A huge panorama from Shorpy of two glass negatives from the Detroit Photographic Company seamlessly combined - New York ca. 1910. "Broadway and St. Paul's Chapel from the Post Office. Singer, City Investing and Hudson Terminal Buildings."
I posted a photo almost identical to the left half of this image back in 2012. It was obviously taken at the same time, but one of the men on the planks to the right of the "The Even" lettering has moved, and the smoke is different.
Here's what I wrote then:
The Singer Building was the world's tallest when it was completed in 1908, but was overtaken a year later by the Met Life Tower, which only kept the top spot itself till 1913 and the completion of the Woolworth Building. Heady times in New York City, setting the pattern for the heroic age of skyscrapers in the Thirties - though we're looking at downtown Manhattan here, near Wall Street, whereas later additions to the New York skyline like the Empire State and Chrysler Buildings were back up in midtown.
The Met Life and the Woolworth still stand, but the Singer was demolished in 1968 to make way for the unremarkable One Liberty Plaza. The Singer still holds the record as the tallest building ever peacefully demolished (the World Trade Center towers, of course, were considerably higher, but their end was far from peaceful).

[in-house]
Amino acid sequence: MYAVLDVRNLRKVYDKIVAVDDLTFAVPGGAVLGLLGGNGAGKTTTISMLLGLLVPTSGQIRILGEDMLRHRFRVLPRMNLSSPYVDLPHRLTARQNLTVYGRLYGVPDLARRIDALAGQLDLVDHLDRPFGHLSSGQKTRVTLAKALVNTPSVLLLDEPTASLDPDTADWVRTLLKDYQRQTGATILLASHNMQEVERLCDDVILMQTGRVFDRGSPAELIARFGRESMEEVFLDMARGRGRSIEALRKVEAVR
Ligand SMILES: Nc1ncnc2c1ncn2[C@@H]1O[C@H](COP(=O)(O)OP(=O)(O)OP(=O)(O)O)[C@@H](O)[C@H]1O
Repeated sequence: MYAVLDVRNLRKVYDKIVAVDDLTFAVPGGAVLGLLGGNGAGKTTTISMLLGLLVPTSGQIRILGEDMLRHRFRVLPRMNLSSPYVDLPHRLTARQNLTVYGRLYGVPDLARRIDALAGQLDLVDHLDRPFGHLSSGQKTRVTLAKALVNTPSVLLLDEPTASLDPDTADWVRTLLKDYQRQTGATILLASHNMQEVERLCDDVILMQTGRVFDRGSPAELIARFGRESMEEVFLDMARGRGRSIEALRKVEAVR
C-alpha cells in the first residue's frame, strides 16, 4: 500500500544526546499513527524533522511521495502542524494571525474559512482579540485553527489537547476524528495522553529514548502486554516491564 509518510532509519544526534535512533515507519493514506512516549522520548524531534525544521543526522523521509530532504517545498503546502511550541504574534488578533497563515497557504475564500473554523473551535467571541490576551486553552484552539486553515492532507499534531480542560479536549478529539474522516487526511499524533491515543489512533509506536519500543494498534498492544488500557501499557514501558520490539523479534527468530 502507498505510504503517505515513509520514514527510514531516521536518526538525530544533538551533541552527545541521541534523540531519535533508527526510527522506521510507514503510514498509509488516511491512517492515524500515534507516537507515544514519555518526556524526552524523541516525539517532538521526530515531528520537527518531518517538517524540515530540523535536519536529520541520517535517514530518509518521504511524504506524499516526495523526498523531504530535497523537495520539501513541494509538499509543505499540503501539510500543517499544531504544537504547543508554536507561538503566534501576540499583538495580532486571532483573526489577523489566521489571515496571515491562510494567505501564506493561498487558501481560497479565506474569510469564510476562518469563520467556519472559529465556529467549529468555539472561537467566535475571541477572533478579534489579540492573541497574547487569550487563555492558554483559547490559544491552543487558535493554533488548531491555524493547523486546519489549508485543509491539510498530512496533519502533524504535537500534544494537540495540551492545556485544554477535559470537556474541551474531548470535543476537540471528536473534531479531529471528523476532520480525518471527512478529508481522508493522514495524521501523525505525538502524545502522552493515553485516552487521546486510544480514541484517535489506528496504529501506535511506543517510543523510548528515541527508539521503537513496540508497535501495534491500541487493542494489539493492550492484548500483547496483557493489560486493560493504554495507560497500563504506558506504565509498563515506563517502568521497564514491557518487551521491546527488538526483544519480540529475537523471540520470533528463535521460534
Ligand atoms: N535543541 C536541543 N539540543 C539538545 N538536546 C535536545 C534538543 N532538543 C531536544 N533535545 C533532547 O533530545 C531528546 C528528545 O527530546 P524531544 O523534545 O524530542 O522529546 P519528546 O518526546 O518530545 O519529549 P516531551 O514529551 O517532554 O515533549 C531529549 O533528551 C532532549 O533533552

Here's another Detroit Publishing Company photo taken at the same time, and very likely from the same spot, with the view moved over to the West, taking in the spectacular Hudson Terminal buildings, once the largest office buildings in the world - demolished to make way for the World Trade Center. And here's a classic 1909 view of the Singer, the City Investing Building, and the Hudson Terminal buildings from the north-east - all now, sadly, gone. The current view is dominated by Ground Zero and the rising Freedom Tower.
And, a 1908 view looking west across at the Singer Building from Brooklyn.